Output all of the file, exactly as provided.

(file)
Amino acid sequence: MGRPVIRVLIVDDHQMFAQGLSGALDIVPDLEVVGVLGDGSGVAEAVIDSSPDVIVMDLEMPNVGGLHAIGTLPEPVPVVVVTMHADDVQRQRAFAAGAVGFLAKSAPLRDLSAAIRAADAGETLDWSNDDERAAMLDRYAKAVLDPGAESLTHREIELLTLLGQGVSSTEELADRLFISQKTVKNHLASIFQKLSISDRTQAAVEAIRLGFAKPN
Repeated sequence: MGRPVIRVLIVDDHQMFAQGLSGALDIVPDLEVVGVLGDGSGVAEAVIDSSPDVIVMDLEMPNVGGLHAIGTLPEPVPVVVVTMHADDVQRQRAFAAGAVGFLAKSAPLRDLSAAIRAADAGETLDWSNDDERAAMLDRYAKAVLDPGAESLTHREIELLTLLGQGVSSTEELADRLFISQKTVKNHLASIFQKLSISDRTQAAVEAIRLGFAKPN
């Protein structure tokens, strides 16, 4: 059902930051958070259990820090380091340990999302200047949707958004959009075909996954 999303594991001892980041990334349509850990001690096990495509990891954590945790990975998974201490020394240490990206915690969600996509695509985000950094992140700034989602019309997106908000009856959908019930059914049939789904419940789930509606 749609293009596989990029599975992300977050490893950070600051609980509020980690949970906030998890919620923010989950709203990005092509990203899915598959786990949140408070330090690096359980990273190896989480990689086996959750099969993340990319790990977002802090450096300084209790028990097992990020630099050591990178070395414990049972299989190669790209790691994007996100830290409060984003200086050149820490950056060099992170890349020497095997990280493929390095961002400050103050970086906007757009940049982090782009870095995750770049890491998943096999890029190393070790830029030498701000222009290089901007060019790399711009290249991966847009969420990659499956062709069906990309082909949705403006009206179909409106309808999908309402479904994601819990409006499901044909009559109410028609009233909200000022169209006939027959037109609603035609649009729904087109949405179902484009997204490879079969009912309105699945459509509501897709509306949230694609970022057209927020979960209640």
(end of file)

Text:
Amino acid sequence: MGRPVIRVLIVDDHQMFAQGLSGALDIVPDLEVVGVLGDGSGVAEAVIDSSPDVIVMDLEMPNVGGLHAIGTLPEPVPVVVVTMHADDVQRQRAFAAGAVGFLAKSAPLRDLSAAIRAADAGETLDWSNDDERAAMLDRYAKAVLDPGAESLTHREIELLTLLGQGVSSTEELADRLFISQKTVKNHLASIFQKLSISDRTQAAVEAIRLGFAKPN
Repeated sequence: MGRPVIRVLIVDDHQMFAQGLSGALDIVPDLEVVGVLGDGSGVAEAVIDSSPDVIVMDLEMPNVGGLHAIGTLPEPVPVVVVTMHADDVQRQRAFAAGAVGFLAKSAPLRDLSAAIRAADAGETLDWSNDDERAAMLDRYAKAVLDPGAESLTHREIELLTLLGQGVSSTEELADRLFISQKTVKNHLASIFQKLSISDRTQAAVEAIRLGFAKPN
């Protein structure tokens, strides 16, 4: 059902930051958070259990820090380091340990999302200047949707958004959009075909996954 999303594991001892980041990334349509850990001690096990495509990891954590945790990975998974201490020394240490990206915690969600996509695509985000950094992140700034989602019309997106908000009856959908019930059914049939789904419940789930509606 749609293009596989990029599975992300977050490893950070600051609980509020980690949970906030998890919620923010989950709203990005092509990203899915598959786990949140408070330090690096359980990273190896989480990689086996959750099969993340990319790990977002802090450096300084209790028990097992990020630099050591990178070395414990049972299989190669790209790691994007996100830290409060984003200086050149820490950056060099992170890349020497095997990280493929390095961002400050103050970086906007757009940049982090782009870095995750770049890491998943096999890029190393070790830029030498701000222009290089901007060019790399711009290249991966847009969420990659499956062709069906990309082909949705403006009206179909409106309808999908309402479904994601819990409006499901044909009559109410028609009233909200000022169209006939027959037109609603035609649009729904087109949405179902484009997204490879079969009912309105699945459509509501897709509306949230694609970022057209927020979960209640």